There are cases both for and against using subject tracking. In high speed, peak action sports, an experienced photographer would likely do a fine job (or better job) by using a cluster, group or zone of autofocus points and follow the action his or herself. But for those who are less experienced, or when shooting at longer focal lengths where following the subject can be more difficult, or when just shooting really erratic and unpredictable motion, subject tracking can be a tremendous help. It got me a number of keepers at a rugby match on a Panasonic camera even though it was the first time I'd ever photographed rugby, and the Nikon D5 was great for low-light soccer.
In the above example from a Nikon D5, our tech editor Rishi Sanyal initiated focus on the kayaker, fired a short burst, kept tracking him with the shutter half-pressed, and then fired another burst that kept accurate focus despite the kayaker basically disappearing underwater for a moment. This gave Rishi an abundance of options for editing, allowing him to get just the moment he was after with that may not have been possible without the use of 3D Tracking. Click here to see the final edited photograph.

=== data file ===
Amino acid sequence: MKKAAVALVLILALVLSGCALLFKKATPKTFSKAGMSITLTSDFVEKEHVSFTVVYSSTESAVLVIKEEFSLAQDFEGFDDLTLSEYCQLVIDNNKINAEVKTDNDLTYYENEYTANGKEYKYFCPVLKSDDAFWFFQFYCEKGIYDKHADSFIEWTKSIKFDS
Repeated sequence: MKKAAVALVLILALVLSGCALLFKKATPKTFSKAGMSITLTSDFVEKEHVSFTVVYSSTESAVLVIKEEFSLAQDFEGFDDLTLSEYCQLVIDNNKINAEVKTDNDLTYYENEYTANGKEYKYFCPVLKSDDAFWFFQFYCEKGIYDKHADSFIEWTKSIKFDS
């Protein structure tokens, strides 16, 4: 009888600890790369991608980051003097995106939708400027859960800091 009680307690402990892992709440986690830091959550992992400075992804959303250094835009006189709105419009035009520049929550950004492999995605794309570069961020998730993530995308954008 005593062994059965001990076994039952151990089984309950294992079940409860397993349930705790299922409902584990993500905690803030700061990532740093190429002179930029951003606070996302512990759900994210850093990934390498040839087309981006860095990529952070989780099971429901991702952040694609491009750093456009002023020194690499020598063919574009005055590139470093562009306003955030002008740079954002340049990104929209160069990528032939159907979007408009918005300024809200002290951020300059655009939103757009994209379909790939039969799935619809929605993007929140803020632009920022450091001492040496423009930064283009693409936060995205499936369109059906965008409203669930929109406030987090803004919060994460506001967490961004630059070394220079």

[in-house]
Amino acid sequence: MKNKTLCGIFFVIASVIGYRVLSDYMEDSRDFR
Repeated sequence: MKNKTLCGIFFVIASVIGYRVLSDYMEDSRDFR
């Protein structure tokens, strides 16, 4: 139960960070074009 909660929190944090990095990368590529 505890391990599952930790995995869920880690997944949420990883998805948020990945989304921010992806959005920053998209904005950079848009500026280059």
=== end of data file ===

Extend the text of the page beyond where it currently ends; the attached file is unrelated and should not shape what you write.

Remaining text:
It's true that most manufacturers, despite constantly improving their tracking algorithms with newer models, somehow still don't recommend subject tracking for these sorts of situations; but in our experience, it still seems to work most of the time anyway.
What other sorts of situations could benefit from using subject tracking? Turns out, a lot.
Events and weddings are great use-cases for subject tracking. You can initiate focus on the bride (or groom) in a scene, and simply keep continuously focusing on them as they move around, dance, interact with guests, and so on. You don't have to take the time to move your focus point around, which could results in missed shots, and you don't have to focus and recompose, which can result in missed focus when shooting at really wide apertures. You can end up with a greater variety of images and more options to choose from when it comes time to edit.